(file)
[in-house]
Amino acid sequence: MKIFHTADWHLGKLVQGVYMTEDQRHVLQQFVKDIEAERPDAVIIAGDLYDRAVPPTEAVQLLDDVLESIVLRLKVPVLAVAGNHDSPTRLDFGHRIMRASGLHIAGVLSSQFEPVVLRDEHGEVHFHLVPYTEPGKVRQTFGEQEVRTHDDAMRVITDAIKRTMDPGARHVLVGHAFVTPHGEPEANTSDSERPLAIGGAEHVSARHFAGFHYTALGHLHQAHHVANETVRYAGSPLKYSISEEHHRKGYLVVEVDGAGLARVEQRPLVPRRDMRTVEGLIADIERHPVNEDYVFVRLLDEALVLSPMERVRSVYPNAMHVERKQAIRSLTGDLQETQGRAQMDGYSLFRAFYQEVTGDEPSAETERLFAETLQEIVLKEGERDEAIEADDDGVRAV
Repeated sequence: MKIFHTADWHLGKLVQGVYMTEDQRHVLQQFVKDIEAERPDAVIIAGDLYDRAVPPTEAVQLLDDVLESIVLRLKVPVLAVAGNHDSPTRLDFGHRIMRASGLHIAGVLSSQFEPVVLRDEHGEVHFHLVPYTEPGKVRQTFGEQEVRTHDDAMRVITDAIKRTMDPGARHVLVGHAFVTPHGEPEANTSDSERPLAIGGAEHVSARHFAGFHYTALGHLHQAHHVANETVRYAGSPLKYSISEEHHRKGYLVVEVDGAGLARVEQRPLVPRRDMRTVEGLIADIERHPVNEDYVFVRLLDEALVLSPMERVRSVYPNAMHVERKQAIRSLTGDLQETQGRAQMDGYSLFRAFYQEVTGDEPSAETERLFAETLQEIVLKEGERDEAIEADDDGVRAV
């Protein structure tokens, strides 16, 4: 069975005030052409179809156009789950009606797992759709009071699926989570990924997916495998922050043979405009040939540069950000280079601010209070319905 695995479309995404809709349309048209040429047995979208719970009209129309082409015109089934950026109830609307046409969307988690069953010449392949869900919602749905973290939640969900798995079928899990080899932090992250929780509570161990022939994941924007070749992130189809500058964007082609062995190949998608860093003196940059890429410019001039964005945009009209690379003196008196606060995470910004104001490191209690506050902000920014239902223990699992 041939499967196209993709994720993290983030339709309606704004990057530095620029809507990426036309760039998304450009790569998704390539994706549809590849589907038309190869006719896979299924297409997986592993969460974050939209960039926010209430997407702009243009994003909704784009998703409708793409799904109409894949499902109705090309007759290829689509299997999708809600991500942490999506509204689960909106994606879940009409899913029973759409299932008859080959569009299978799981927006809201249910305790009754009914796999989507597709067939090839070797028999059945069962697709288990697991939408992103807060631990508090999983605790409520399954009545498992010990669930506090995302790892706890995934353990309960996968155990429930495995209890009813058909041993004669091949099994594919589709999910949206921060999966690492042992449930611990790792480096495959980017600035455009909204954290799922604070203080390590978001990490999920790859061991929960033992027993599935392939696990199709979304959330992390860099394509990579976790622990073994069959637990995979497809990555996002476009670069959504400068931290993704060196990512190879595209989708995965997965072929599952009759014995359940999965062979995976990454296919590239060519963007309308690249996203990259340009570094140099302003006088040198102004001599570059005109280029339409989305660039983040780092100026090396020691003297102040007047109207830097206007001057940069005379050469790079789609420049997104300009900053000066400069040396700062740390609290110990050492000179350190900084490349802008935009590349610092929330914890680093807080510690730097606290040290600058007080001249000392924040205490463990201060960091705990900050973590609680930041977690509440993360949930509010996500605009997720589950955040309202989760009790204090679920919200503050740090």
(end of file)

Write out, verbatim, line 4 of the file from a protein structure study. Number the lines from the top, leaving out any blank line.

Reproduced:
């Protein structure tokens, strides 16, 4: 069975005030052409179809156009789950009606797992759709009071699926989570990924997916495998922050043979405009040939540069950000280079601010209070319905 695995479309995404809709349309048209040429047995979208719970009209129309082409015109089934950026109830609307046409969307988690069953010449392949869900919602749905973290939640969900798995079928899990080899932090992250929780509570161990022939994941924007070749992130189809500058964007082609062995190949998608860093003196940059890429410019001039964005945009009209690379003196008196606060995470910004104001490191209690506050902000920014239902223990699992 041939499967196209993709994720993290983030339709309606704004990057530095620029809507990426036309760039998304450009790569998704390539994706549809590849589907038309190869006719896979299924297409997986592993969460974050939209960039926010209430997407702009243009994003909704784009998703409708793409799904109409894949499902109705090309007759290829689509299997999708809600991500942490999506509204689960909106994606879940009409899913029973759409299932008859080959569009299978799981927006809201249910305790009754009914796999989507597709067939090839070797028999059945069962697709288990697991939408992103807060631990508090999983605790409520399954009545498992010990669930506090995302790892706890995934353990309960996968155990429930495995209890009813058909041993004669091949099994594919589709999910949206921060999966690492042992449930611990790792480096495959980017600035455009909204954290799922604070203080390590978001990490999920790859061991929960033992027993599935392939696990199709979304959330992390860099394509990579976790622990073994069959637990995979497809990555996002476009670069959504400068931290993704060196990512190879595209989708995965997965072929599952009759014995359940999965062979995976990454296919590239060519963007309308690249996203990259340009570094140099302003006088040198102004001599570059005109280029339409989305660039983040780092100026090396020691003297102040007047109207830097206007001057940069005379050469790079789609420049997104300009900053000066400069040396700062740390609290110990050492000179350190900084490349802008935009590349610092929330914890680093807080510690730097606290040290600058007080001249000392924040205490463990201060960091705990900050973590609680930041977690509440993360949930509010996500605009997720589950955040309202989760009790204090679920919200503050740090």